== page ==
Hangzhou's 'old mayor' honored in birth anniversary celebration

Wu Huixin
Su Dongpo, a prominent poet, writer and calligrapher, is recognised as a pinnacle of 11th-century Chinese literature.
Wu Huixin
Hangzhou's 'old mayor' honored in birth anniversary celebration
Ti Gong

A portrait of Su Dongpo

Su Dongpo, a prominent poet, writer and calligrapher, has been hailed as a pinnacle of 11th-century Chinese literature. In Hangzhou, residents see Su as the designer of the current West Lake and “old mayor” of the city.

“The Legend of Su Dongpo,” including varied Su-related stories, archives and performances scattered across China, has been listed as national intangible cultural heritage items for years. The centuries-old Shou Su Hui (寿苏会), which literally means “celebrating Su’s birthday,” is the core of the cultural heritage. On the 19th day of the twelfth lunar month, organizations from around the country host Shou Su Hui to eulogize the great master.

The tale originated in the Song Dynasty when ancient people started to celebrate the scholar’s birthday by hosting storytelling, calligraphy, ink-wash painting and book reading activities. The tradition continued throughout dynasties and reached its apex during the Republic of China (1912-1949).

This year marks the 987th anniversary of Su’s birth. Zhonghua Book Company, a time-honored publisher established in 1912 in Shanghai, hosted a Shou Su Hui in Hangzhou’s West Lake, inviting a group of professors to trace Su’s footprints across the city.

During his tenure, Su was concerned with the suffering of people and left behind a legacy of many contributions to the city. These included dredging the West Lake and piling up the Su Causeway, which helped solve drought problems faced by farmers, winning Su much praise from the locals.

Hangzhou's 'old mayor' honored in birth anniversary celebration
Ti Gong

Shou Su Hui attendees visit stone inscription in the city’s hilly area left by Su Dongpo.

The book company’s Shou Su Hui began the celebrations from Huiyin Temple, where a Su statue measuring 2.3 meters in height was dug out. It is believed the only ancient statue of Su found in China.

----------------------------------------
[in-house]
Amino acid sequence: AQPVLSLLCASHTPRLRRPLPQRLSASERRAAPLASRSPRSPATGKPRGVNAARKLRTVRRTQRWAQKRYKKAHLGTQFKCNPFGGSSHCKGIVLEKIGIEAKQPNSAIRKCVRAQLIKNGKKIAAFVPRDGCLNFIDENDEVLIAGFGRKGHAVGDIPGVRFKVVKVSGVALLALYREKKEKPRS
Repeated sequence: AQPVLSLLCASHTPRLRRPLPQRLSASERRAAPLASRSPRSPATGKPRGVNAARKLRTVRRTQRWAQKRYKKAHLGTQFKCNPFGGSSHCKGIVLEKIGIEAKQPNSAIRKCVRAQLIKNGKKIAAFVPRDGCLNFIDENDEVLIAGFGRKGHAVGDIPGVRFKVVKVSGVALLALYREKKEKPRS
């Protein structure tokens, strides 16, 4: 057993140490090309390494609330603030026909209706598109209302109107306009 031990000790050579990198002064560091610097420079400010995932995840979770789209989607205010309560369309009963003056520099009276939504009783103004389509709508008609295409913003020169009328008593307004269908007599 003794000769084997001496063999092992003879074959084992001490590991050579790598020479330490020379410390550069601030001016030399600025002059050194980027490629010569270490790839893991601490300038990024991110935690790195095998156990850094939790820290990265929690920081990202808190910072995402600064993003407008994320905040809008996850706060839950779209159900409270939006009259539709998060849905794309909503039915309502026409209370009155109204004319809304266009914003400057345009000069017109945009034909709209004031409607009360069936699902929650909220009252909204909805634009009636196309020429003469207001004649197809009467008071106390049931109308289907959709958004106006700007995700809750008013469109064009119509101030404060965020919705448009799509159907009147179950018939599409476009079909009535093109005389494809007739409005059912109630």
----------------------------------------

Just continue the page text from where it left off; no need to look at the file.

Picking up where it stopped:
The temple, which is located at the intersection of Faxiang Lane and Santaishan Road, dates to AD 927 when Buddhism penetrated Hangzhou. The then Emperor Qianliu of Wuyue Kingdom (AD 907-978) presided over the construction. Its huge collection of Avatamsaka Sutra scrolls attracted many believers. However, the temple fell into ruin over the centuries.

In 1996, archeologists discovered a Ming Dynasty (1368-1644) stone statue from the original foundation of the temple. It is believed to be Su according to the archives and inscriptions on the temple’s wall.

In 2004, the temple was rebuilt in accordance with its ancient layout, featuring the Southern Song (1127-1279) style and covering 15,000 square meters. Now, the olden statue is standing in a pavilion, showing Hangzhou people’s constant respect to the old mayor.

Then, Shou Su Hui attendees visited Damai Ridge, where there is Su’s only stone inscription in Hangzhou. It has tremendous historic importance as evidence of the presence of Su when he toured around the ridge during his second tenure in Hangzhou.

In modern day, the city still boasts a great many cliff accounts by scholars, officials and even the emperor concerning a trip, a certain event or expressions of personal mood, varying from a few words to full passages.

In the Qing Dynasty (1644-1911), scholars invented a rubbing method to reproduce inscriptions on stone surfaces. This method turns three-dimensional inscriptions into two-dimensional marks on paper.

Hangzhou's 'old mayor' honored in birth anniversary celebration
Ti Gong

Calligraphy works are on display at this year’s Shou Su Hui celebration.

Thanks to this skill, the cliff inscriptions could be shown in the modern era. Attendees paid a visit to the Zhejiang Museum, in which they lingered over the rubbings of Su’s stone inscriptions carved in other cities.

On January 29, the Hangzhou West Lake Scenic Area Committee hosted another Shou Su Hui in the Su Dongpo Memorial Hall to commemorate the old mayor.

At the crossroads of the Su Causeway and Nanshan Road, the government has built the memorial hall to worship the old mayor. It features exhibits devoted to Su, plus examples of Hangzhou cuisine. Behind the museum, Su’s calligraphy work and poems were carved on the walls.

Burning incense, drinking tea, making flower arrangements and painting were the four favorite activities among ancient scholars. Su was no different. The committee’s Shou Su Hui focused on the ancient pastime, inviting intangible cultural heritage inheritors to perform on the spot.

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